Our generation is the product of two long-term social experiments conducted by our parents. The first sought to create little hyperachievers encouraged to explore our interests and talents, so long as that could be spun for maximum effect on a college application. (I would like to take this forum to at last admit that my co-secretaryship of the math club had nothing to do with any passion for numbers and much to do with the extra-credit points.) In the second experiment, which was a reaction to their own distant moms and dads, our parents tried to see how much self-confidence they could pack into us, like so many overstuffed microfiber love seats, and accordingly we were awarded clip-art Certificates of Participation just for showing up.

    The finite supply of actual brass rings meant that the first experiment would never pan out, but the second was a runaway success. Self-esteem among young people in America has been rising since the seventies, but it’s now so dramatically high that social scientists are considering whether they need to find a different measurement system—we’ve broken the scale. Since we are not in fact all perfect, this means that the endless praise we got growing up, win or lose, must have really sunk in. (Meanwhile, it’s this characteristic that our parents’ generation—which instilled it in us!—so delights in interpreting as “entitled.”)
    This is so foreign to my childhood experience that whenever I read stuff like I this my first thought is that it's a media invention. Maybe it was just my parents, or the fact that we were lower middle class living paycheck to paycheck.... I saw that more in the second half of GenY, people born in the 90s. I was a kid in the 90s recession after all....growing up, I saw unemployment, bankruptcy, home foreclosures, etc, just not quite to the degree it's at now.

    I think the myth I've seen bought into the most in my generation was the idea of having a career you enjoy that uses your strengths, as opposed to taking work that is in demand that you may not enjoy or be naturally talented in. As far as self-esteem goes, I guess it was the message that a career could provide some self-fulfillment & is not just a paycheck that was too idealistic. No one wants to tell their kids, "Forget what you like; you'll probably have to do work you hate as an adult just to survive". Now that reality has fed us this message, employers still want the idealistic attitude though. That's what's making people cynical, IMO.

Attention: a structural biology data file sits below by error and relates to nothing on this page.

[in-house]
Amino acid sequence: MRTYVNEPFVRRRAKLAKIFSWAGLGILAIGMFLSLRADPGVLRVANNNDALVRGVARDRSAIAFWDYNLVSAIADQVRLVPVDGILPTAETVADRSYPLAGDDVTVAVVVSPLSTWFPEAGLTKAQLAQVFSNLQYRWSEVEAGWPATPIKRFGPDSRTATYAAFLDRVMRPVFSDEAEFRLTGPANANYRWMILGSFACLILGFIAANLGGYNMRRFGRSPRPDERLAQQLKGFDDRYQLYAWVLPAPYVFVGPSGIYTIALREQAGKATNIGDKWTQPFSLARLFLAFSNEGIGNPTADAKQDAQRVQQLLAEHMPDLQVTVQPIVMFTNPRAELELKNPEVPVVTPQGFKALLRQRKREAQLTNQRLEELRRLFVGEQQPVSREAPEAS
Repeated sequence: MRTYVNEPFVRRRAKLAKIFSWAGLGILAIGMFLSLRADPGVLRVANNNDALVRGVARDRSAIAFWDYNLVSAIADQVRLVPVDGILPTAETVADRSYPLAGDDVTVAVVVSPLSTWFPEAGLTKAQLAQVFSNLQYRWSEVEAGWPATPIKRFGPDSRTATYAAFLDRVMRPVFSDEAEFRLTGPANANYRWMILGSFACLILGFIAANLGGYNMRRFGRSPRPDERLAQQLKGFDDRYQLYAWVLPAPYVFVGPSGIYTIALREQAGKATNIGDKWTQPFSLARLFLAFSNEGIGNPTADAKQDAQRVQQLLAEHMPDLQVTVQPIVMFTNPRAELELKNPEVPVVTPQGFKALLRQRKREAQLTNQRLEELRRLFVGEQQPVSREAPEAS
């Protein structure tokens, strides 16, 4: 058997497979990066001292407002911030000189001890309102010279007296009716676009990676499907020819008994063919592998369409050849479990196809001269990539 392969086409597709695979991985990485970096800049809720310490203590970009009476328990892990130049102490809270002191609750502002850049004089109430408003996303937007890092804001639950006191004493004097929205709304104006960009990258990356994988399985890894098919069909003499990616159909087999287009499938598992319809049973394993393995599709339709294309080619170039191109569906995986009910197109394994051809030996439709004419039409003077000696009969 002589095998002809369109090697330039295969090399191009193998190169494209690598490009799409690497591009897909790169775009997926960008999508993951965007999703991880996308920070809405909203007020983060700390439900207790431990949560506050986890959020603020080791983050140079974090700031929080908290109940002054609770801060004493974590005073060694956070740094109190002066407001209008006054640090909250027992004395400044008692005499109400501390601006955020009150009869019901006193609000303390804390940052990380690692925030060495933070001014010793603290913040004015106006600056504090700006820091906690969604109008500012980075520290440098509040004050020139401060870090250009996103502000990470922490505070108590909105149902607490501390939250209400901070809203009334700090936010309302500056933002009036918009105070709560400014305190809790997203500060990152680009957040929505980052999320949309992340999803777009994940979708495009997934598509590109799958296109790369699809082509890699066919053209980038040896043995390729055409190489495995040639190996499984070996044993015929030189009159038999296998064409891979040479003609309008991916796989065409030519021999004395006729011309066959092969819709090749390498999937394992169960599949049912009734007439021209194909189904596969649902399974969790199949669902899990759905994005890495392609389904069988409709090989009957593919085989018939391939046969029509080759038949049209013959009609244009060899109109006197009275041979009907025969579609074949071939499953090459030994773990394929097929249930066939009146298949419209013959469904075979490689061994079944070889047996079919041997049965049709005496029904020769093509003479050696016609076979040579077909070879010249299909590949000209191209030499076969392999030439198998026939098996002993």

Often a star was waiting for you to notice it. A wave rolled toward you out of the distant past, or as you walked under an open window, a violin yielded itself to your hearing. All this was mission. But could you accomplish it? (Rilke)

    INFP | 4w5 sp/sx | RLUEI - Primary Inquisitive | Tritype is tripe

  5. #15
    it's tea time! Walking Tourist's Avatar
    Join Date
    Nov 2008


    It takes one to know one. Egotistical, entitled, and "special" people tend to be well aware of others who sport those same traits.
    The baby boom generation is only unique because of the sheer numbers of baby boomers.
    I am a baby boomer and, because there are so many of us, we aren't especially special... or the "greater" generation...
    Just a large diverse group of people...
    Just like all of the other generations...

    Quote Originally Posted by Peguy View Post
    Yeah my thoughts roughly parallels those of @93JC, particularly on how ironic it is for Baby Boomers of all people to talk about how ""entitled, self-absorbed and convinced of its 'specialness'" and so on their children are. I mean they're already trying to claim themselves as "the Greater Generation" for goodness sakes.
    I'm a little teapot, short and stout. Here is my handle and here is my spout. Every time I steam up, I give a shout. Just tip me over and pour me out.

  6. #16


    Seems like I touched a nerve.

  7. #17
    Blah Orangey's Avatar
    Join Date
    Jun 2008


    Goddamn boomers.
    Artes, Scientia, Veritasiness